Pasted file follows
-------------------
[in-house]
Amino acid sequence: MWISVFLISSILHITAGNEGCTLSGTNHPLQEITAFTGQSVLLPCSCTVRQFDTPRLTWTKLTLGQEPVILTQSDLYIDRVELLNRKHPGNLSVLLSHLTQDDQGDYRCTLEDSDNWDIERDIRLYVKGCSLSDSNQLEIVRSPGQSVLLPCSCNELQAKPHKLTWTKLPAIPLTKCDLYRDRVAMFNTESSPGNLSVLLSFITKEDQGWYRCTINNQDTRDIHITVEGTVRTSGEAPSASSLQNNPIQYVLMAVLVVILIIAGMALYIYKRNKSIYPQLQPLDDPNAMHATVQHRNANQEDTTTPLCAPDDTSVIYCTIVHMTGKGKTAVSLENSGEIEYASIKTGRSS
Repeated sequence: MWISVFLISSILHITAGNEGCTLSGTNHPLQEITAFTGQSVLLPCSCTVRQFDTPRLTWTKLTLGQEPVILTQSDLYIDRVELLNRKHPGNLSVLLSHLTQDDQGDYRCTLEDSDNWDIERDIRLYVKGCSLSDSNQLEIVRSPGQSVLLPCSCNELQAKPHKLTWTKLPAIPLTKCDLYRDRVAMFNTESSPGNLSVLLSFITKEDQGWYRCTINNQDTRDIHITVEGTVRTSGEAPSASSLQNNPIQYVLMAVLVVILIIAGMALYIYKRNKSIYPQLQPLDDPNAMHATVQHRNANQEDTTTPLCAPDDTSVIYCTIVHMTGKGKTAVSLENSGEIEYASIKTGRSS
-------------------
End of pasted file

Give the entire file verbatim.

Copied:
[in-house]
Amino acid sequence: MWISVFLISSILHITAGNEGCTLSGTNHPLQEITAFTGQSVLLPCSCTVRQFDTPRLTWTKLTLGQEPVILTQSDLYIDRVELLNRKHPGNLSVLLSHLTQDDQGDYRCTLEDSDNWDIERDIRLYVKGCSLSDSNQLEIVRSPGQSVLLPCSCNELQAKPHKLTWTKLPAIPLTKCDLYRDRVAMFNTESSPGNLSVLLSFITKEDQGWYRCTINNQDTRDIHITVEGTVRTSGEAPSASSLQNNPIQYVLMAVLVVILIIAGMALYIYKRNKSIYPQLQPLDDPNAMHATVQHRNANQEDTTTPLCAPDDTSVIYCTIVHMTGKGKTAVSLENSGEIEYASIKTGRSS
Repeated sequence: MWISVFLISSILHITAGNEGCTLSGTNHPLQEITAFTGQSVLLPCSCTVRQFDTPRLTWTKLTLGQEPVILTQSDLYIDRVELLNRKHPGNLSVLLSHLTQDDQGDYRCTLEDSDNWDIERDIRLYVKGCSLSDSNQLEIVRSPGQSVLLPCSCNELQAKPHKLTWTKLPAIPLTKCDLYRDRVAMFNTESSPGNLSVLLSFITKEDQGWYRCTINNQDTRDIHITVEGTVRTSGEAPSASSLQNNPIQYVLMAVLVVILIIAGMALYIYKRNKSIYPQLQPLDDPNAMHATVQHRNANQEDTTTPLCAPDDTSVIYCTIVHMTGKGKTAVSLENSGEIEYASIKTGRSS